Early in our marriage we were confronted by a stark contrast in the way we viewed time. I, John, felt like my time was my own. All of it. Well, almost all. Julie felt that we should give more of that time away. She’d say yes to more things than I thought she should and over commit. If the calendar was open, she felt like she couldn’t say no. In contrast, I said not to almost everything – even things I probably should have been doing.
Who was right? I don’t know. But it caused tension. Because we weren’t on the same page about the use of our time.
Getting on the same page about how to use your time, especially early in marriage is really important. It gives you the freedom and confidence to say no. Even if you have space on the calendar. Even if you feel a massive guilt trip from someone. You can say no with confidence. And it allows you the focus to say yes to the best things. Because every yes is a no to something else. If you say yes to good things and fill up your calendar, you won’t be able to say yes to the “heck yeah!” things when they come along.
How you spend your time is a reflection of your values. And if your values aren’t clarified – especially your shared values – then it’s hard to make decisions about your time. And that’s where we were.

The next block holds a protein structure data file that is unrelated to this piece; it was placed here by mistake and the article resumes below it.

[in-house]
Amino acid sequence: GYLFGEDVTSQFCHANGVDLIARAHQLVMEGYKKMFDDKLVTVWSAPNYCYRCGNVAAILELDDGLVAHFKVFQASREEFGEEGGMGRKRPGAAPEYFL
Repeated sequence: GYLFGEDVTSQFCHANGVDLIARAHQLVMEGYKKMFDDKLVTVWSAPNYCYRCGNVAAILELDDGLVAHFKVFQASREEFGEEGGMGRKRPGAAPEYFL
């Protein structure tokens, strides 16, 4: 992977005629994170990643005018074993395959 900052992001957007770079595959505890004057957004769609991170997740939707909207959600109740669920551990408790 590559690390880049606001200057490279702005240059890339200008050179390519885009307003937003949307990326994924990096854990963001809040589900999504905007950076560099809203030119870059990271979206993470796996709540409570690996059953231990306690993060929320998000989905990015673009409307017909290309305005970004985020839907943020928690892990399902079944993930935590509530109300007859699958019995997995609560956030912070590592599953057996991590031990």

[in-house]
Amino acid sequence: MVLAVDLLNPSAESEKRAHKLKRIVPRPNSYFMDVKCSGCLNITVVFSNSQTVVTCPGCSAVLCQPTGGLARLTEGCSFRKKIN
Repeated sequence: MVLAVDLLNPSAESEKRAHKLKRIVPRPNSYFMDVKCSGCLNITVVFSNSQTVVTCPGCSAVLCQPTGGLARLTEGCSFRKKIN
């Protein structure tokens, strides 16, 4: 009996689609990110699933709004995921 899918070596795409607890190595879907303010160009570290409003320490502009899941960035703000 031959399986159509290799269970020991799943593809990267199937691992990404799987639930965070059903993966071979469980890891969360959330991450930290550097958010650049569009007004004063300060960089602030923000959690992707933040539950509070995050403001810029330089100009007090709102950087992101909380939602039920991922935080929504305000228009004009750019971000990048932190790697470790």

So back to us as newlyweds: Here we were at an impasse about how to spend our time. What did we do?
Around this time I heard about a couple that went away to do a “Family Planning” weekend. No that’s not code for making lots of whoopee (though that would be an appropriate extra-curricular activity). It was more like “strategic planning for our family.” So we did it too. We went away for a weekend and asked one simple question: What do we want to have been true of our lives 50 years from now? When we’re old (getting there) and gray (mostly there) and wrinkled (maybe some), and in rocking chairs on the front porch with iced tea and a crossword puzzle in hand (and maybe a copy of Plutarch nearby), and we start to reminisce, what do we want to be able to say was true of our lives? What happened? What did God do through us together?